Tuesday, April 20, 2010

The Anime Industry Then and Now Section 3: The Anime Boom Era Part 1: The Golden Era Begins

THIS. For me, this was a Golden Era for American anime fans. Instead of jumping right into the article I think this era needs a little bit of an introduction into what was going on at the time.
Now everything that had happened before was like the bubble was expanding. It’s 2000, a new century (yeah, yeah 20001 is the REAL new century but bear with me). Going down the list here’s where all the anime companies were at:

Viz-Continued to release manga in flipped comic book form, they started to release Dragonball and Dragonball Z in Japanese format as an experiment. By this point they had released a good chunk of Ranma and was on the 4th season of the TV series, they had less success with Maison Ikkoku which they only released 1/3 of the series before putting it on hiatus. They also continued to release various anthology magazines to get exposure to more different types of manga, at the time their currently anthology was titled “Animerica Extra”.

Funimation- They had started releasing their in-house dubbed Dragonball Z videos with mixed reviews and were in discussion with “a certain network” for a revival of the franchise on TV.

Disney- Had two Ghibli films dubbed. A “certain media format” would result in them releasing one of their movies with a subtitle track.

Pioneer- Was one of the most thriving anime companies in the US due to the popularity of Tenchi Muyo, El Hazard, Fushigi Yugi, and Armitage. They were beginning to jump onto the TV series wagon with stuff like Lain and various other AIC shows.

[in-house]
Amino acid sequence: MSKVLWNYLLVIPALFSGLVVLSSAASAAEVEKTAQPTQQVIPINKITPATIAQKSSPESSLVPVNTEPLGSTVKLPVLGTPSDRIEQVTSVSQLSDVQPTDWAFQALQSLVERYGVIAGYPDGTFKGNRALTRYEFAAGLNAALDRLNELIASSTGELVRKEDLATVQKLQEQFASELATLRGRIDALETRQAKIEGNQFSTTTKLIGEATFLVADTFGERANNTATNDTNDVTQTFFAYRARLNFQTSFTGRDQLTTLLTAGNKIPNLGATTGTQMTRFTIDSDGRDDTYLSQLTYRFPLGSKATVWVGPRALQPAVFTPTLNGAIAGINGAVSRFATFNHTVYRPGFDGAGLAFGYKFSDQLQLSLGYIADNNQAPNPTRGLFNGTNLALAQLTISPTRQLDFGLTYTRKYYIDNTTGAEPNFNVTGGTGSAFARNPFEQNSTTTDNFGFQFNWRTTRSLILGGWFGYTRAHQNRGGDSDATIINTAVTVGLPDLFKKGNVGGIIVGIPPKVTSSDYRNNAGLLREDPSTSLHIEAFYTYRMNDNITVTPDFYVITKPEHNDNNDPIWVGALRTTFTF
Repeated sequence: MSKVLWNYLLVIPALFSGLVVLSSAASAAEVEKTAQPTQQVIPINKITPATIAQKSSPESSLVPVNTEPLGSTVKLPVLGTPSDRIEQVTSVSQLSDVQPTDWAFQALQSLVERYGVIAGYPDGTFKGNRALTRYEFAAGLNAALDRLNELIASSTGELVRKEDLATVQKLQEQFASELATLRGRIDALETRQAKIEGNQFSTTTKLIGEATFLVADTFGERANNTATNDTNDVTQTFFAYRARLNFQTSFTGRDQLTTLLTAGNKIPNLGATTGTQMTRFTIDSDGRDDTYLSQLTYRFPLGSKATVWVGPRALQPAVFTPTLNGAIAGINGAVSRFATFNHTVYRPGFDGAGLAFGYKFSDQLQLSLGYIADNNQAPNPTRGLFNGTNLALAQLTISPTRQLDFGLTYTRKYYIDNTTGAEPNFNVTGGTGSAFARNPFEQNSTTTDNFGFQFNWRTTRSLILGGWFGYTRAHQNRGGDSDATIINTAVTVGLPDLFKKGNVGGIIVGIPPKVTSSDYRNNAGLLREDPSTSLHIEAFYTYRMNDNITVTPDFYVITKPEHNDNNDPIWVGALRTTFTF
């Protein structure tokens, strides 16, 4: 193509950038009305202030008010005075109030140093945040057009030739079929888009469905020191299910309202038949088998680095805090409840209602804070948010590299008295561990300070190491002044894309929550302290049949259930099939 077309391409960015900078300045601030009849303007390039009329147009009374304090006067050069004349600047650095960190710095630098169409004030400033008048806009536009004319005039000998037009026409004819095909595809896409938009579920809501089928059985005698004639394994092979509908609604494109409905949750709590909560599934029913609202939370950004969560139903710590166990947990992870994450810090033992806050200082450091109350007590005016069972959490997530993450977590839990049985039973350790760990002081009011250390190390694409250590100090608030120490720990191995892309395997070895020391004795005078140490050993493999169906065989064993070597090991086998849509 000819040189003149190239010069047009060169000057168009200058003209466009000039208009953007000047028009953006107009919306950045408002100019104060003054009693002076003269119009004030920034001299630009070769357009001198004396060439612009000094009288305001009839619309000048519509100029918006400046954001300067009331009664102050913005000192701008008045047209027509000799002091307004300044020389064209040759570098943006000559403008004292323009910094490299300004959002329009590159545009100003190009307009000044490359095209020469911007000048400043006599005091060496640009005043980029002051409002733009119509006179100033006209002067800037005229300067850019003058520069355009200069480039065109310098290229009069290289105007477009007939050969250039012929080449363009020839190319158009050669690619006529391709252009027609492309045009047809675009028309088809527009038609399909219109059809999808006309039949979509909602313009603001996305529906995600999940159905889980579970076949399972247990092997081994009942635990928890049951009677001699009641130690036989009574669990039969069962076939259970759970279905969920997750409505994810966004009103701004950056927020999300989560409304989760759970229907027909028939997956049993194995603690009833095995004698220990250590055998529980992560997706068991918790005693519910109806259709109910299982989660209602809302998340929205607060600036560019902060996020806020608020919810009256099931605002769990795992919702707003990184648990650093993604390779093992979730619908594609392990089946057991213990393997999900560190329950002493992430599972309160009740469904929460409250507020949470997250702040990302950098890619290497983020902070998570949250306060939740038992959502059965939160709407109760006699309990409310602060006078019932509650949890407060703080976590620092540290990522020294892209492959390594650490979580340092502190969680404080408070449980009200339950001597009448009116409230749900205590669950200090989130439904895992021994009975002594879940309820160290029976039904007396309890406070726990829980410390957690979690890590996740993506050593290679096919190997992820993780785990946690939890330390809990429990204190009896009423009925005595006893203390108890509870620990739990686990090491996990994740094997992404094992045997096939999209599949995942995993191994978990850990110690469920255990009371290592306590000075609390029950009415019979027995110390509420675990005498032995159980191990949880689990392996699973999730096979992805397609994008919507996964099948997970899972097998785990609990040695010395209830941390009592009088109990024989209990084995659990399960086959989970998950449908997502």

ADV- Neon Genesis Evangelion had completely revised them as an anime company. They started to put out more TV series and got gradually better at dubbing. It was around this time they were putting out Sorcerer Hunters, Those Who Hunt Elves, Nadesico, and basically any thing an anime club has viewed in the last year.

Media Blasters- More on the map with their release of Magic Knight Rayearth.
Animeigo- Continued to trut out a volume of Urusei Yatsura once or twice a year, with the occasional release of something that would prevent them from completely falling into obscurity (Oh My Goddess, You’re Under Arrest, Bubbllegum Crisis, etc.)

Tokyopop- Remember that AWFUL magazine they released that contained the Sailor Moon and Magic Knight Rayearth adaptation. Nothing good could come from that…riiight?

AnimeVillage.com- Just so you know this would eventually become Bandai! Started a new line of videos (remember in the big clamshell cases) of some popular series like Saber Marionette J, Escaflowne, Clamp School Detectives. Oh, and they also finally brought Gundam to the US with the first three movies and this little new series called…Cowboy Bebop.

4Kids- Because of the success of Pokemon they invested in another show called Yu-gi-oh, and then they began to hunger for the taste of the dark side.

Now I’ll leave the article off here for today but as you can see a lot of the big names in anime were doing a lot of things and for those of you who know where a lot of these companies are going to end up it’s kind of funny to see the foundations for where they were going to go.

Up next I’m going to discuss how Cartoon Network and the prospect of DVDs changed things.